Proposed changes to the county animal control ordinance puts more responsibility for pet welfare on the shoulders of owners.
New requirements for fencing, microchipping, tether limits and sterilization of animals impounded three times or more are included in the amendments to the ordinance.
During the Feb. 2 Valencia County Commission meeting, commissioners approved the publication of the title and description of the amended ordinance, which begins the process for a public hearing on March 2. During the hearing, county residents can weigh in on the proposed changes.
Valencia County Animal Control Director Jess Weston told the commissioners he’s been working on amending the ordinance since he took the job in 2016.
“We’ve been really focused on the spay/neuter program but this was also a significant focus,” Weston said. “I think this will benefit animal welfare in the community. We are going forward with what is the national standard. This is a way to move forward for animals in our community.”
Significant changes are proposed in the ordinance in regards to the restraint of animals, which requires animals be confined to an owner’s property, either in an enclosed pen with ample room for the animal to move freely within the pen, or with a fence or wall of sufficient height surrounding the perimeter of the property.
“We are looking at fencing so animals are not left out in yards on a tether. We are also looking at anti-tethering (regulations),” Weston said.
Because fencing an area large enough to comfortably confine a dog can be cost prohibitive for some owners, Weston said two nonprofits, New Mexico Dog and Animal Protection of New Mexico, have already pledged funds to help residents with the cost of enclosures.
“This revision has been needed for a long time. The ordinance was last updated in 2009,” the director said.
The proposed ordinance prohibits prolonged fixed-point tethering of an animal, making it allowable in limited circumstances, such as picnics or gatherings in a park or open space, for emergency purposes to permit someone to render aid to a person or another animal, and only when the owner is immediately present.
The leash length is proposed to be shortened to 6 feet rather than 8, and longer, retractable leashes may be used so long as the person with the dog is able to control it.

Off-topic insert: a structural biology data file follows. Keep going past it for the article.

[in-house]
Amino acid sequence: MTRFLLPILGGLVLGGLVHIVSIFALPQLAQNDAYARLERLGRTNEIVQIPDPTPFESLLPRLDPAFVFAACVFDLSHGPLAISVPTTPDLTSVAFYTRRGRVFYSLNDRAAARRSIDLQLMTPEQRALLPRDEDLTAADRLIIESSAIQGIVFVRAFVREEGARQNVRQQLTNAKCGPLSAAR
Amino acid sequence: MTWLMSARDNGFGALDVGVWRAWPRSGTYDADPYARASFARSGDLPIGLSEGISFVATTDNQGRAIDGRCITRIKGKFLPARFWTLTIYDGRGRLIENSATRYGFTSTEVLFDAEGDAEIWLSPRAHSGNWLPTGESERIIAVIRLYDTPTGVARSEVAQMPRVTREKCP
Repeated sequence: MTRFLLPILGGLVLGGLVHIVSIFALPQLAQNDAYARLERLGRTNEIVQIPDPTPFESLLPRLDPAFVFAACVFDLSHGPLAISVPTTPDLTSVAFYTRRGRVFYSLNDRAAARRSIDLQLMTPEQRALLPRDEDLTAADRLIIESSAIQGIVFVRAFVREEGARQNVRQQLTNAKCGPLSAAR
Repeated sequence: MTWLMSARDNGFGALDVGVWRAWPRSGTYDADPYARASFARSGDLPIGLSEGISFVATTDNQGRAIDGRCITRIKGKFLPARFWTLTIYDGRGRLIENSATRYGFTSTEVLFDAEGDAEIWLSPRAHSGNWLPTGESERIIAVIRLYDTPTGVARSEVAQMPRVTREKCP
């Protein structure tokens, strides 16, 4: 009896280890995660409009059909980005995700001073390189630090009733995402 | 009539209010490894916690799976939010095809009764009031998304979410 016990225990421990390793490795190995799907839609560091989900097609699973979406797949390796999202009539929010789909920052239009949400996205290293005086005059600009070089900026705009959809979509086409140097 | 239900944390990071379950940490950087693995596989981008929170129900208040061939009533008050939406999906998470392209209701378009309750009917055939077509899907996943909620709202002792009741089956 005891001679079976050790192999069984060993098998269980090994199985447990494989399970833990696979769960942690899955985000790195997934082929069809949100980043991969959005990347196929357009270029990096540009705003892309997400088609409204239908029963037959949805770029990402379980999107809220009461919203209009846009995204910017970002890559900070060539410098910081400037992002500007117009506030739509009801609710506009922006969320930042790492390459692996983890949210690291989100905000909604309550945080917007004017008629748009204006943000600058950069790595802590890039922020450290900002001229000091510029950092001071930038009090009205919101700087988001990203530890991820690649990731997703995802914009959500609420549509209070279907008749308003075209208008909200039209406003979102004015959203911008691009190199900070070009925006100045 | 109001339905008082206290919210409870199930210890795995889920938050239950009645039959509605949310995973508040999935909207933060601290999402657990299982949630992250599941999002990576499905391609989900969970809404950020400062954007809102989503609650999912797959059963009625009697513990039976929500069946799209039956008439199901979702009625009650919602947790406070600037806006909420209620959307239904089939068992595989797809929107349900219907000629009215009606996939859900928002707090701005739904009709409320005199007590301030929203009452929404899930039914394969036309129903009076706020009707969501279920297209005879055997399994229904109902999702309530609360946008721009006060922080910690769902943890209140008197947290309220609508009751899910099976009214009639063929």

The new ordinance also defines allowed restraint devices as a rope, chain or other device that must be affixed to the animal by use of a non-abrasive, comfortably fitted collar or harness, or other device designed for that purpose.
The device and collar or harness shall be of appropriate size and weight so as to not cause sores or abrasions.
The device must be fastened so the animal can sit, walk and lie down comfortably, and must be unobstructed by objects that may cause the device or animal to become entangled or strangled. All chains or tethers shall have swivels on both ends.
The section of the ordinance addressing shelter was also updated to define adequate shelter as inside an owner’s home or an outside shelter appropriate for the breed and size of the animal, with four sides, roof, entryway and floor, as well as suitable insulation to protect the animal.
The shelter has to be leak-proof and free of standing water or mud, and free of accumulated waste and debris.
A structure, such as a garage, barn or shed that is sufficiently insulated and ventilated to protect the animal from extreme temperatures is considered adequate shelter under the revised ordinance, but areas beneath a car, truck, mobile home or machinery do not qualify as shelter.
Under the current ordinance, an impounded, intact animal will be released to its owner after payment of all impoundment fees and sterilization deposit, and the owner signs an agreement to have the dog or cat sterilized within 30 days of release or to obtain an intact animal permit.
Added to that section of the ordinance is a new requirement that an animal impounded three times or more shall be sterilized prior to release, at the owner’s expense.
The proposed ordinance also requires all animals older than 3 months in the county have a microchip implanted.
The commissioners also unanimously approved a new fee schedule for animal control services, which hasn’t been done in more than a decade, Weston said.
“The cost of care for animals, pay for officers, gas, electricity, training, all have gone up in cost,” he said. “Some fees aren’t going to see a huge increase, but the licensing fee for an intact animal is taking a big jump.”
The new fee for an intact animal is $150 a year per animal, up from $10.
“At the end of day, spay/neuter is an important thing for animals in the community. If we don’t want to euthanize, we have to get this squared away at the beginning of the process,” Weston said. “If you want an intact animal, you need to be able keep it on your property and be responsible for it.”
DRAFT: Valencia County Animal Control Ordinance (2022)
Julia M. Dendinger began working at the VCNB in 2006. She covers Valencia County government, Belen Consolidated Schools and the village of Bosque Farms. She is a member of the Society of Professional Journalists Rio Grande chapter’s board of directors.